Sunday, May 02, 2004

Reading:: Complexities

Originally posted: Sun, 02 May 2004 02:52:24

Complexities: Social Studies of Knowledge Practices

by John Law (Editor), Annemarie Mol (Editor)

Here's another useful book full of studies of knowledge. Mol and Law, you will remember, are currently in a "post-actor-network-theory" stage. Suitably, most of the essays in this book draw only glancingly from ANT in a direct sense, but underneath, almost all are heavily in debt to it. Here you'll find elephants, roads, aircraft, atherosclerosis, and other phenomena talked about in really interesting ways that highlight the construction of knowledge among multiple heterogeneous stakeholders. Some of these are really interesting and inventive. For instance, Andrew Barry examines how the EU works hard to maintain and extend its networks despite its status of relative powerlessness; Laurent Thevenot examines how roads are not only constructed through arguments but become parts of those arguments; Charis Thompson discusses how elephants and their relation to the environment are variously constructed by different stakeholders.

Sadly, my copy has a printer's error, which means that the essays by Thompson and by Mol are present only as fragments, and Michel Callon's essay is entirely omitted. A shame. All of these looked interesting, but I don't have enough to evaluate Mol's or Callon's work. Hopefully Duke University will send me a replacement copy soon.

Nevertheless, the collection is worthwhile, though not life-changing or substantially revelatory.

Update: The good people at Duke University Press replaced my copy of Complexities with a new one. No printer's errors in this one. Which means that I was able to read Michel Callon's essay "Writing and (Re)writing Devices as Tools for Managing Complexity." This essay was easily the most relevant for me and perhaps the best one in the collection -- not just because it focuses on writing (my main concern) but also because it considers the question of how texts mediate activity in a different way. In this formulation, texts aren't merely scripts, narratives, or documentary reality (although all of these functions are performed at various points). Rather, the texts Callon studied -- the manuals, questionnaires, and collateral materials employed by a cruise line -- serve to weave relationships between individual actors and collectives. (It hardly needs to be said here that Callon means both human and nonhuman actors here.) They translate the actors in such a way as to define them and to facilitate smooth, predictable relations.For instance, the detailed questionnaires given to customers define those customers through series of trials, just as Latour alleges scientists define phenomena through series of trials. What is iron? It's an element with this tensile strength, that melting point, that many protons, etc. What is a customer of this cruise line? It's a person who belongs to this demographic, who likes to travel to these areas, who wants cleaner toilets but who thinks the buffet is quite nice as is. Callon further alleges that writing helps to manage complexity in increasingly complex markets through such definitions: the bewildering range of customers can be reduced to customer types served by niche cruises, the bewildering array of detailed procedures can be reduced to principles. Narratives make actions and their unity compatible; they manage the multiplicity that comes from splicing together actors in an assemblage. This splicing work, Callon says, always involves negotiations. There are, of course, direct implications for my current project.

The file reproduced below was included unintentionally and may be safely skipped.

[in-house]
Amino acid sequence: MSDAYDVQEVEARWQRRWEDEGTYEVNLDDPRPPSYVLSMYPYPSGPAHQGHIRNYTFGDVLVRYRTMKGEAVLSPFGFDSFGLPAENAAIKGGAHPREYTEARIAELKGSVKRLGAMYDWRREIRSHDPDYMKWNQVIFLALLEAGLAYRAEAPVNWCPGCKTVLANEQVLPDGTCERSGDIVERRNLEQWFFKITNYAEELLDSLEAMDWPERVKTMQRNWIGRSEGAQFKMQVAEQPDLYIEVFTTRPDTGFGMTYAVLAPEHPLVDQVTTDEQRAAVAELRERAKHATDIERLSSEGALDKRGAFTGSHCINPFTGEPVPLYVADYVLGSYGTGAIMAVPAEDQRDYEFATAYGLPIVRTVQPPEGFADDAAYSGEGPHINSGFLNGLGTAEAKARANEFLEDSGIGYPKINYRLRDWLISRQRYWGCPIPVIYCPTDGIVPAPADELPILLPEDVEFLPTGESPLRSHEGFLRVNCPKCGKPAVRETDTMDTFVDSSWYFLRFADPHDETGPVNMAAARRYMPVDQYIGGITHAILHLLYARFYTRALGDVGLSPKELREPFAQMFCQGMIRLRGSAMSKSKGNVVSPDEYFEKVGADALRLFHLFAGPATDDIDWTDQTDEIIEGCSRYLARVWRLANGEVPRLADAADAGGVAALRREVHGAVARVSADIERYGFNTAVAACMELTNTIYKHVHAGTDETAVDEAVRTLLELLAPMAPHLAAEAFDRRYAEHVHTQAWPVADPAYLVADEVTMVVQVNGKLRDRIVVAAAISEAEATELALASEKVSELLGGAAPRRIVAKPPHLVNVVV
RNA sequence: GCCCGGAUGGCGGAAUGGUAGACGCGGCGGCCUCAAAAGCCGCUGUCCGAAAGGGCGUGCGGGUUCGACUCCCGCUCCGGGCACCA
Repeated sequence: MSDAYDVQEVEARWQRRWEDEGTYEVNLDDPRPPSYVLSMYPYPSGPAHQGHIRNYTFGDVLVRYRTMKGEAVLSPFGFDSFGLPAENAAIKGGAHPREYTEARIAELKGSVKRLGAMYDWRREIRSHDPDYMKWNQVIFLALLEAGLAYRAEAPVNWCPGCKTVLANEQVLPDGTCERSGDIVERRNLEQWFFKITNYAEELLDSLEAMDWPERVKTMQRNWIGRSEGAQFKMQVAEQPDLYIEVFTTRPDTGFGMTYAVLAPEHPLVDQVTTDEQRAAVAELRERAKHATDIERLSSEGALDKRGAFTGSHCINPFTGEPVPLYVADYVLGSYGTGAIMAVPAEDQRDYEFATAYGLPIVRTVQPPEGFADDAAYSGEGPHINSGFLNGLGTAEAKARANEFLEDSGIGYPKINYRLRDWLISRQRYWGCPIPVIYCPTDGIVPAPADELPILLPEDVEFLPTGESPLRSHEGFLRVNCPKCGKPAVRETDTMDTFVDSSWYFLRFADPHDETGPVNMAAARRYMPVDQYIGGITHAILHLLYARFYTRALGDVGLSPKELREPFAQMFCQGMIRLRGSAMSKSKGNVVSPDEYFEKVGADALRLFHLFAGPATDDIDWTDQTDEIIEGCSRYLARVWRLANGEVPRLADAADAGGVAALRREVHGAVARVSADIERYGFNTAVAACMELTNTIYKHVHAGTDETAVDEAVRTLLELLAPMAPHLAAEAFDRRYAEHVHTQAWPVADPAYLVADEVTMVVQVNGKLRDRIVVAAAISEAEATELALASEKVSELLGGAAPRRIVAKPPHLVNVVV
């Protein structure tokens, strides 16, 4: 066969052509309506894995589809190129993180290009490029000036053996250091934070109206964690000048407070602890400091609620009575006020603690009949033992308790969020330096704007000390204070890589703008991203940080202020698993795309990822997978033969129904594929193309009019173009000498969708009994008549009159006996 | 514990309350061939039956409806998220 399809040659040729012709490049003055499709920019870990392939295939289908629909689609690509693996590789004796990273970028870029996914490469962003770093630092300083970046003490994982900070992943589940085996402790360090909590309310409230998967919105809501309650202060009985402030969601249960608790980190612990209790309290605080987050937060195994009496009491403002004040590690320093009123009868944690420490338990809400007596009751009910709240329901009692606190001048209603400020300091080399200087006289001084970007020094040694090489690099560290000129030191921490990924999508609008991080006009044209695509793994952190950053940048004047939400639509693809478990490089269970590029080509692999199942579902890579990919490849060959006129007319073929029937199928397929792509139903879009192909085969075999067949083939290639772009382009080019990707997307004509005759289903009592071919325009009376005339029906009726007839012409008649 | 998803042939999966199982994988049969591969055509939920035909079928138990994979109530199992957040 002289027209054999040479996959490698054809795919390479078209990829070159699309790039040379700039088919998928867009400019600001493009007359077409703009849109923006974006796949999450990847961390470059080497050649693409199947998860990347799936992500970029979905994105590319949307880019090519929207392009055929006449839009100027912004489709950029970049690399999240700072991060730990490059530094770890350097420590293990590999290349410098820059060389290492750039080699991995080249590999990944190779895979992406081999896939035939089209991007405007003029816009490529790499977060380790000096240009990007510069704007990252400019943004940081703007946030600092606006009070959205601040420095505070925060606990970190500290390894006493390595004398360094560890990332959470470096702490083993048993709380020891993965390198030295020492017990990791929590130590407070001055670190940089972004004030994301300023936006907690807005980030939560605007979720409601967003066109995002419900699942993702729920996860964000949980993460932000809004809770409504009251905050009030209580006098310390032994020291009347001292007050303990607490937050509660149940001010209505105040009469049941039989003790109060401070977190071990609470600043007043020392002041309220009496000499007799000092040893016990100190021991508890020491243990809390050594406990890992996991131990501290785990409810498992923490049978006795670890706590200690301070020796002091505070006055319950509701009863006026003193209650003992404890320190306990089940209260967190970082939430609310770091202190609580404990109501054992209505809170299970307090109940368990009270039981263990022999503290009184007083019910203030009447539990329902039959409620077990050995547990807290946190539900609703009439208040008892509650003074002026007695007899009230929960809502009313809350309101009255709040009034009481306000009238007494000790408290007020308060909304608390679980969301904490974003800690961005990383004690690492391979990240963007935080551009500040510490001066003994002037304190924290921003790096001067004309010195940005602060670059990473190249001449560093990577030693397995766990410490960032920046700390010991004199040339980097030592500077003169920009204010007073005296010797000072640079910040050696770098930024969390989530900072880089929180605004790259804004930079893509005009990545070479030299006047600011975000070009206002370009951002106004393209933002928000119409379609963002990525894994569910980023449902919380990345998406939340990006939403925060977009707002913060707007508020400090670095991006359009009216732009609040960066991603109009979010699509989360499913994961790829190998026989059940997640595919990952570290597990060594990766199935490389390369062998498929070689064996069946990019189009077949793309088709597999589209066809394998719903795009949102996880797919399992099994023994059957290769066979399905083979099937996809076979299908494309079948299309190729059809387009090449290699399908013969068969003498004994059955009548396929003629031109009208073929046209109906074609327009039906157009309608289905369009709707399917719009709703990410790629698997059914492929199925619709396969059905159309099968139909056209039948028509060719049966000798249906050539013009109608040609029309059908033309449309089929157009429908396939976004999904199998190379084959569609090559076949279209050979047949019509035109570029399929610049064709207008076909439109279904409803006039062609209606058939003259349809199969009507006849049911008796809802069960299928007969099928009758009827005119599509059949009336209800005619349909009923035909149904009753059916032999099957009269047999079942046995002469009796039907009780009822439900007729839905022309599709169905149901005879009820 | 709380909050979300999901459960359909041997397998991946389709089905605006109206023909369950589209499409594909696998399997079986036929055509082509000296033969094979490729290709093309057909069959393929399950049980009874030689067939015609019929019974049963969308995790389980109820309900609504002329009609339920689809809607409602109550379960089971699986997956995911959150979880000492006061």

Since I'm discussing Complexities again, I should mention another essay in this collection. Laurent Thevenot's "Which road to follow?" examines how artifacts can be said to participate in the moral world. In the case that Thevenot studies, the road doesn't just provide a setting, it embodies an argument -- that is, it results from protracted moral and political negotiations and it continues to participate in them. From a symmetrical perspective, it becomes an actor itself, an artifact that is just as much a moral artifact as the wills and expressions of the humans involved in the activity. I find this notion of artifacts as arguments intriguing, of course, extending as it does the role of rhetoric to design.

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